Meantime, Netanyahu has made clear that his preferred alternative is more pressure on the ayatollahs in order to reach a “better deal” with Iran.

While it is true that Israel itself does not have much leverage to change Iran’s nuclear ambitions other than the threat of military action, the international community as a whole does have the ability to bring Iran to heel. In this regard, Iran only came to the negotiating table once the world, through the United Nations Security Council, adopted a series of six unanimous resolutions placing sanctions on Iran and demanding that it totally dismantle its nuclear program. Unfortunately, the Obama administration is squandering the advantage these resolutions gave to the P5+1 powers in the talks with Iran.

Sanctions are the one peaceful option that Obama has opposed, then accepted, and now opposed again. And in his latest opposition to tighter limits on Iran, Obama turned the threat of new sanctions from Congress in Tehran’s favour.

The final irony is that without the real threat of renewed sanctions, all the West is left with is the threat of force against Iran if they do not acquiesce. As if to hit home this point, US Secretary of Defense Ashton Carter announced on April 11 that the US had successfully developed a whole new generation of bunker busters for use on Iran’s nuclear facilities.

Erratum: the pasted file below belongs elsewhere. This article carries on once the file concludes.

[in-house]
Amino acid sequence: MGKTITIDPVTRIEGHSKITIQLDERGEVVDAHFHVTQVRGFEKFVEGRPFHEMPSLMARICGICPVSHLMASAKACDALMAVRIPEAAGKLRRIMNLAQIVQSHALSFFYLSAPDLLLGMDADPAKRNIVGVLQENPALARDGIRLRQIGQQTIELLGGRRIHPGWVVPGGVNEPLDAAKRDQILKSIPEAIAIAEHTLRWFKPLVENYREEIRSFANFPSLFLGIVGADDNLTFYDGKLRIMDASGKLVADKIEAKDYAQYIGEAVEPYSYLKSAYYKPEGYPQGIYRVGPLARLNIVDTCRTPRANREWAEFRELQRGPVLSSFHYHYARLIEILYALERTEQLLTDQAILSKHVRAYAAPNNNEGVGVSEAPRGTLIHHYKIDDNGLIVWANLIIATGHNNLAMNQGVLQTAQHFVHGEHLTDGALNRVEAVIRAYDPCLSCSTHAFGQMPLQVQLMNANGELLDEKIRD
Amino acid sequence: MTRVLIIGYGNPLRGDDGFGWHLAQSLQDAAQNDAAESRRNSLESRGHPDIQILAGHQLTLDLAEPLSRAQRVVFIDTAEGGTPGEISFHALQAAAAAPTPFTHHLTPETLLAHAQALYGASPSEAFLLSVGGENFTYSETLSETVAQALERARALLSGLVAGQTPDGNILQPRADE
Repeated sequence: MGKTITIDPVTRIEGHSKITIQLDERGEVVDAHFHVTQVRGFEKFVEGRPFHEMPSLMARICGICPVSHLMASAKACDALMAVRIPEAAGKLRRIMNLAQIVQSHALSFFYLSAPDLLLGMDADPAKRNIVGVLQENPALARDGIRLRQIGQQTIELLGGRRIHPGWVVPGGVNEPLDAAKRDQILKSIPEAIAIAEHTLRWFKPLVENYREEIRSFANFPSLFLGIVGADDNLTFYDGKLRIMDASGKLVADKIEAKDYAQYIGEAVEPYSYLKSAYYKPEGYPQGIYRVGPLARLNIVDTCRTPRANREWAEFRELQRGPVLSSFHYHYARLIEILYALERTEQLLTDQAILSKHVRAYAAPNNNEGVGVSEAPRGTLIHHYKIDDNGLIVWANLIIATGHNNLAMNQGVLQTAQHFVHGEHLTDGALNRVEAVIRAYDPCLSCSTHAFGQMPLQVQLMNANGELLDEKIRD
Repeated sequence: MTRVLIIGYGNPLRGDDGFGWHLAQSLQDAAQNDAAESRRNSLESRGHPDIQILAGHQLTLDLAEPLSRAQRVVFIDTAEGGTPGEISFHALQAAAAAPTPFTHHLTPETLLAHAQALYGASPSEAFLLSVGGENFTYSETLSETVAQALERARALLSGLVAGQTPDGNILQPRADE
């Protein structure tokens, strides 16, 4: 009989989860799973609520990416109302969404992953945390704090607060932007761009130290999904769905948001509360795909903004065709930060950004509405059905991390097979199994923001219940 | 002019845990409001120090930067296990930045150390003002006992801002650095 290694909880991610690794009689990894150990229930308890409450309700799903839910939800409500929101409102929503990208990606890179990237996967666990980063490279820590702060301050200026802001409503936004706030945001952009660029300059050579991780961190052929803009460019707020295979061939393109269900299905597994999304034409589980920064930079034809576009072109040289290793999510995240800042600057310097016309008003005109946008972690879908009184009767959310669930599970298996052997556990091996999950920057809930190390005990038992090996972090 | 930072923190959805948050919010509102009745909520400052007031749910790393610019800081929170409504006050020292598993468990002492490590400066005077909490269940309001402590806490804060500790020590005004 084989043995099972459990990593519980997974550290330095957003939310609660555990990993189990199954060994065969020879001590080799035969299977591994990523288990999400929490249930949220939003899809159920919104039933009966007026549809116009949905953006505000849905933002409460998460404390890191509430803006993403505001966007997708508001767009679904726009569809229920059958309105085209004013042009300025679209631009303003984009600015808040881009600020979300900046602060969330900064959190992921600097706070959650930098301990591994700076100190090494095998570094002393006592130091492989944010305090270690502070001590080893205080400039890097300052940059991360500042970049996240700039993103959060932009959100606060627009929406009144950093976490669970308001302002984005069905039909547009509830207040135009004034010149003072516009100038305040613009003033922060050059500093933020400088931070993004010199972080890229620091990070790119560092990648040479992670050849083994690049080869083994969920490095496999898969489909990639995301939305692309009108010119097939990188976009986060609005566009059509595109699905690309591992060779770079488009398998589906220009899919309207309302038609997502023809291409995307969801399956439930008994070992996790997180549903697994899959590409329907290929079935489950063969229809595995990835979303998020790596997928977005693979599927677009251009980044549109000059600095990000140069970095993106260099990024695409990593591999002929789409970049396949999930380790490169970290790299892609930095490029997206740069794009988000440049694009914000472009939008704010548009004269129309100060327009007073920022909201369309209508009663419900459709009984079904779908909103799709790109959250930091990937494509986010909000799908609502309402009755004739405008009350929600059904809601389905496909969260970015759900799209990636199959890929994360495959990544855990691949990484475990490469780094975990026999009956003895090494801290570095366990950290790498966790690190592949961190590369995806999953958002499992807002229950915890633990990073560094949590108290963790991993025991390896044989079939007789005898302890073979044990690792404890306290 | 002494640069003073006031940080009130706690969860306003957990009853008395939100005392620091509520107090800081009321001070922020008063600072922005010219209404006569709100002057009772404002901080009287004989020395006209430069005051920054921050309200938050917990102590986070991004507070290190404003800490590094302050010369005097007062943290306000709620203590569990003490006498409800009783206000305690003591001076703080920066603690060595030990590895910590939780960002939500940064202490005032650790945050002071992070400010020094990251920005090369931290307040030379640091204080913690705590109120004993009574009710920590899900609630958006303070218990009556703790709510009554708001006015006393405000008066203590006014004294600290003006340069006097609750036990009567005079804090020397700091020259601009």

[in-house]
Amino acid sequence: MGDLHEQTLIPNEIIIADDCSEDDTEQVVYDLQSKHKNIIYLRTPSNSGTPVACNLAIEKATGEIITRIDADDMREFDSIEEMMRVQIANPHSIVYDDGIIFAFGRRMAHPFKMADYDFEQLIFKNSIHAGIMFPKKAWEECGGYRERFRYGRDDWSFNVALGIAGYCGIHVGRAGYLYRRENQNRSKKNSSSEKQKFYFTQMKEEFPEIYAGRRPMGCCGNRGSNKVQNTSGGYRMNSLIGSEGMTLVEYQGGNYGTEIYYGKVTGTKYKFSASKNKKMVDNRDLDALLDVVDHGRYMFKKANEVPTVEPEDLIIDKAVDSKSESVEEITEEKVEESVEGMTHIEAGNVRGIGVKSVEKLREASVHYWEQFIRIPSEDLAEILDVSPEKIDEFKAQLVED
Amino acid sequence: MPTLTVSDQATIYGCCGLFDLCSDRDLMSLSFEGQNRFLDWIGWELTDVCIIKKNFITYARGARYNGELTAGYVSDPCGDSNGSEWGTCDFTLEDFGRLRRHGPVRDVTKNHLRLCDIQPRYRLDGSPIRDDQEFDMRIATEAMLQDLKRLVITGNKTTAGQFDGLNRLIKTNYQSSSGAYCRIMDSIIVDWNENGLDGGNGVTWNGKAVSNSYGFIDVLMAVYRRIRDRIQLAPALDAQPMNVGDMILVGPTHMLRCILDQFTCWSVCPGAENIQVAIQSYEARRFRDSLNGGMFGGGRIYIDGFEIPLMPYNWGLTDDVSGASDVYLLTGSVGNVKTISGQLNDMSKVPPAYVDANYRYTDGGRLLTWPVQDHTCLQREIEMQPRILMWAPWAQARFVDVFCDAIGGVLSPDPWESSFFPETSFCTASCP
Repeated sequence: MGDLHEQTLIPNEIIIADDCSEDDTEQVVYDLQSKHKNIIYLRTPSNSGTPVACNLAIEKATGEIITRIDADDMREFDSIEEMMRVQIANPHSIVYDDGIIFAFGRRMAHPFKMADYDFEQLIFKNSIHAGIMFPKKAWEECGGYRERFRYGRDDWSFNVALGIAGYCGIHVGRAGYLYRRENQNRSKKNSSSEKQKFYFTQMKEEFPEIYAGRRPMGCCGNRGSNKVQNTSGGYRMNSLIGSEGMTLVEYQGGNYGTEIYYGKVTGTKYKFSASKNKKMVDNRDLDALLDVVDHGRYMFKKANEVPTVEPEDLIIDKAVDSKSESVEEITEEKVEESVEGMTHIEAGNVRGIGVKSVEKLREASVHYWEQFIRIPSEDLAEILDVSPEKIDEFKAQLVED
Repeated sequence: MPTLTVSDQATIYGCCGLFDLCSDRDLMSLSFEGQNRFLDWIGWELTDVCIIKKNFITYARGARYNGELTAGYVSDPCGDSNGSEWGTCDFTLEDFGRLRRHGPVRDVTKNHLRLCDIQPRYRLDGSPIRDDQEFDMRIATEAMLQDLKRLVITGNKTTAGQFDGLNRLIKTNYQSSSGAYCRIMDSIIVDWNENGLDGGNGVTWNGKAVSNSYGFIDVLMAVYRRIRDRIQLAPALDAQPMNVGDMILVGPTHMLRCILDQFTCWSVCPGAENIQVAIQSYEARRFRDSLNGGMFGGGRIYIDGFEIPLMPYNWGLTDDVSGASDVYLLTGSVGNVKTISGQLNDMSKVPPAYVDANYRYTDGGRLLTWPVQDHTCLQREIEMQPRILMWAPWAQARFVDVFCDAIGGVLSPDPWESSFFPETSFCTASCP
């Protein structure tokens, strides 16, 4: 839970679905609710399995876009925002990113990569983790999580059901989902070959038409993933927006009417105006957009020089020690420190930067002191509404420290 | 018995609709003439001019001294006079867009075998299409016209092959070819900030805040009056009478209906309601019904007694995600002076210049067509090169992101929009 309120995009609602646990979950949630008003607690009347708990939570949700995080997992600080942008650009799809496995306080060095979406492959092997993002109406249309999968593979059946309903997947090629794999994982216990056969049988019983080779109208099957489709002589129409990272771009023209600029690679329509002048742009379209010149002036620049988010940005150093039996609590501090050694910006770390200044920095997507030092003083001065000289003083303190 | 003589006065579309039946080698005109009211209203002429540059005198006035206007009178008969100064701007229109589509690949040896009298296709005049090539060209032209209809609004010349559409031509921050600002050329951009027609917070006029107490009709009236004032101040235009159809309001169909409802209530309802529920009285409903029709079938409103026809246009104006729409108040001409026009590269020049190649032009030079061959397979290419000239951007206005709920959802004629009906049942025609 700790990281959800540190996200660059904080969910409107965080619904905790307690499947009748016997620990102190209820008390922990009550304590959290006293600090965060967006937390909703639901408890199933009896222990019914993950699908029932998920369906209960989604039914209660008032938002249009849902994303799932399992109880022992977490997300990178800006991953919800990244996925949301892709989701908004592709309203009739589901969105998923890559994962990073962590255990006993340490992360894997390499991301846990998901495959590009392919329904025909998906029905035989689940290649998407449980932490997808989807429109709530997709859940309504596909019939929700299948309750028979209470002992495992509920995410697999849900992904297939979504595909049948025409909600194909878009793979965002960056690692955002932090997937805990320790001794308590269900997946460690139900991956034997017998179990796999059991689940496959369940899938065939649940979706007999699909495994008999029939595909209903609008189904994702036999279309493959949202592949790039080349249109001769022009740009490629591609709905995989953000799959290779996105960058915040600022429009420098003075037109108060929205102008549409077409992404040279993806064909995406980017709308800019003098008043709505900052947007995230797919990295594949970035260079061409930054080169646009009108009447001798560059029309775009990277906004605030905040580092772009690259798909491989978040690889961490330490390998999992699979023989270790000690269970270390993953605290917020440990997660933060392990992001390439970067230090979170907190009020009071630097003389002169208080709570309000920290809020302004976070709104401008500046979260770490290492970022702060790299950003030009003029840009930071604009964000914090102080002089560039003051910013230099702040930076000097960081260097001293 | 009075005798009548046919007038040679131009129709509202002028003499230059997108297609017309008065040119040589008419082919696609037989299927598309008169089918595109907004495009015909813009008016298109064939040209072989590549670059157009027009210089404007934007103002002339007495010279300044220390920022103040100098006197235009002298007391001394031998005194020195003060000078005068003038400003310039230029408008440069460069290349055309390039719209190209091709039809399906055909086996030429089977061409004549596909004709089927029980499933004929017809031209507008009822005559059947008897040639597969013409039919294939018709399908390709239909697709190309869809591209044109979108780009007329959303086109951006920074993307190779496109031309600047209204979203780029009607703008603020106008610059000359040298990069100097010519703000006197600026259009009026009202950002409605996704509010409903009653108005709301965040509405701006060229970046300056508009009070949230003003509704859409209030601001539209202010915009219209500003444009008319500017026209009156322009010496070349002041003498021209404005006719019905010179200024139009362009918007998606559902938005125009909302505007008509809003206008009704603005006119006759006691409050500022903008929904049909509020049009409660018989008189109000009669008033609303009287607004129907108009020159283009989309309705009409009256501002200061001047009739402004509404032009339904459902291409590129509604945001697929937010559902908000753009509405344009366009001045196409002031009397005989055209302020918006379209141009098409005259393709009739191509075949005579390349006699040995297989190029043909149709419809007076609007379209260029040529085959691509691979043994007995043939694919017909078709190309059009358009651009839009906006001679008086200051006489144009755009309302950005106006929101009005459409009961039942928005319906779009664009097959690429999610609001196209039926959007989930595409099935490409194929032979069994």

Should Iran actually agree to a comprehensive deal by the June 30th deadline which reflects the US version of the framework agreement, the Obama administration would assuredly hail this as an historic achievement. The problem is that such a deal would leave the West with little option other than military strikes should Iran go rogue again. With Obama admitting that over the course of the deal Iran’s breakout time will be reduced to months, that would not leave enough time for the international community to take concerted, effective multilateral steps to block Iran from going nuclear.


Netanyahu has consistently rejected the notion that there is no alternative to a bad deal with Iran. A solid majority in Congress, many Democrats included, seems for the most part to agree with him.

Iran’s intransigence and rejection of the US version of the framework agreement might actually be presenting an opportunity for the West to do a reset. Rather than working in opposition to Congress and Israel, the Obama administration should come to an agreed strategy with them and with its allies abroad on what the goals are with Iran and how to get there now. This revised strategy will likely require the threat of more sanctions and isolation of Iran with a firm timetable for them to agree to dismantle their nuclear program.

A good deal is achievable. Iran’s nuclear program can be dismantled, and yes, it can be done so peacefully. But, it all depends on the next move of Western leaders.

Time is running out, but you can still make a difference.

Our leaders need to hear from us. If you want to protect America and Israel from the evil intentions of a nuclear Iran, sign the petition to President Obama and Congress asking them not to settle for a bad deal.
At such a time as this, we are reminded of the story of courageous Queen Esther who was placed in the court of the king to save the Jews from Haman’s evil plot. This time it is not just the Jews, but all of us, who are in danger. And like Esther, we each have the opportunity to speak up. Will you?